Individual patient variability with the application of the kidney failure risk equation in advanced chronic kidney disease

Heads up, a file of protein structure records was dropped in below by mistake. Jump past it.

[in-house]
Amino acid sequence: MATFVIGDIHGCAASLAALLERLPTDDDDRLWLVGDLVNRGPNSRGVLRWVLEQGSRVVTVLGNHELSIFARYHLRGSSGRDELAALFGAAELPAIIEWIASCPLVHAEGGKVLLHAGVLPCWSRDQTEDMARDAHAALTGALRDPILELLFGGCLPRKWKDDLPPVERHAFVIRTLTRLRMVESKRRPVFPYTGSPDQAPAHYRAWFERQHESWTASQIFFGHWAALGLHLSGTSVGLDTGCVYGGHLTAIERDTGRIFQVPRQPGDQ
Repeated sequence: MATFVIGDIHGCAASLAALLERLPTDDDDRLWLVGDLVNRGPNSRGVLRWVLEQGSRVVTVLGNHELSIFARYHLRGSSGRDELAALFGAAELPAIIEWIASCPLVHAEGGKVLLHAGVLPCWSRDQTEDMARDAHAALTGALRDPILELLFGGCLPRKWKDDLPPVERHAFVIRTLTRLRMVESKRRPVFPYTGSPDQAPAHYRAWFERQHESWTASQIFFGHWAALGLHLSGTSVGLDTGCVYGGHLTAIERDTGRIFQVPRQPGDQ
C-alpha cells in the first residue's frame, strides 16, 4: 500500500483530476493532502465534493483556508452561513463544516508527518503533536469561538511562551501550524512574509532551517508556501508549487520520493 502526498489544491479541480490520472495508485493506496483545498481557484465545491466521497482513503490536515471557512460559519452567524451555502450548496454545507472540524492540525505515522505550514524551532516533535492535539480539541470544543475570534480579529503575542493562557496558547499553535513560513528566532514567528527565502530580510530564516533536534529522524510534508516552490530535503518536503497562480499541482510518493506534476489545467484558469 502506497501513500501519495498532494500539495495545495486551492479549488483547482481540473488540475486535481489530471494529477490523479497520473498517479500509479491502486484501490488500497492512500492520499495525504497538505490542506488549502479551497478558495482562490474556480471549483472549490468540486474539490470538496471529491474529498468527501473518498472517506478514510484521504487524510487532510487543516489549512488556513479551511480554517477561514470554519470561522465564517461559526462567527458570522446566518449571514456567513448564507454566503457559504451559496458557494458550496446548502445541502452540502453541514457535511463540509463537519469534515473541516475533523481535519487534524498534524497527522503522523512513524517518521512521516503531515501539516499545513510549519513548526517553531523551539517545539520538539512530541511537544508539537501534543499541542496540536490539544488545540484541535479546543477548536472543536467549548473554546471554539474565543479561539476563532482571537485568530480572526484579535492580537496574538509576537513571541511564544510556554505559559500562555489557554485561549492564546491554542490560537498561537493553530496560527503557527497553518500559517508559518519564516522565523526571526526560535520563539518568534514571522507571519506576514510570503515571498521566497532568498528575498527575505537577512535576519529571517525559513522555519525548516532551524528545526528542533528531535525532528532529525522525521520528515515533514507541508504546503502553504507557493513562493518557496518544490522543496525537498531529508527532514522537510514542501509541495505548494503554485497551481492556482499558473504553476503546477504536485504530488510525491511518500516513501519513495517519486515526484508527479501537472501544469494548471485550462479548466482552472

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The Kidney Failure Risk Equation (KFRE) predicts the need for dialysis or transplantation using age, sex, estimated glomerular filtration rate (eGFR), and urine albumin to creatinine ratio (ACR). The eGFR and ACR have known biological and analytical variability. We examined the effect of biological and analytical variability of eGFR and ACR on the 2-year KFRE predicted kidney failure probabilities using single measure and the average of repeat measures of simulated eGFR and ACR. Previously reported values for coefficient of variation (CV) for ACR and eGFR were used to calculate day to day variability. Variation was also examined with outpatient laboratory data from patients with an eGFR between 15 and 50 mL/min/1.72 m2. A web application was developed to calculate and model day to day variation in risk. The biological and analytical variability related to ACR and eGFR lead to variation in the predicted probability of kidney failure. A male patient age 50, ACR 30 mg/mmol and eGFR 25, had a day to day variation in risk of 7% (KFRE point estimate: 17%, variability range 14% to 21%). The addition of inter laboratory variation due to different instrumentation increased the variability to 9% (KFRE point estimate 17%, variability range 13% to 22%). Averaging of repeated measures of eGFR and ACR significantly decreased the variability (KFRE point estimate 17%, variability range 15% to 19%). These findings were consistent when using outpatient laboratory data which showed that most patients had a KFRE 2-year risk variability of ≤ 5% (79% of patients). Approximately 13% of patients had variability from 5-10% and 8% had variability > 10%. The mean age (SD) of this cohort was 64 (15) years, 36% were females, the mean (SD) eGFR was 32 (10) ml/min/1.73m2 and median (IQR) ACR was 22.7 (110). Biological and analytical variation intrinsic to the eGFR and ACR may lead to a substantial degree of variability that decreases with repeat measures. Use of a web application may help physicians and patients understand individual patient's risk variability and communicate risk (https://mccudden.shinyapps.io/kfre_app/). The web application allows the user to alter age, gender, eGFR, ACR, CV (for both eGFR and ACR) as well as units of measurements for ACR (g/mol versus mg/g).
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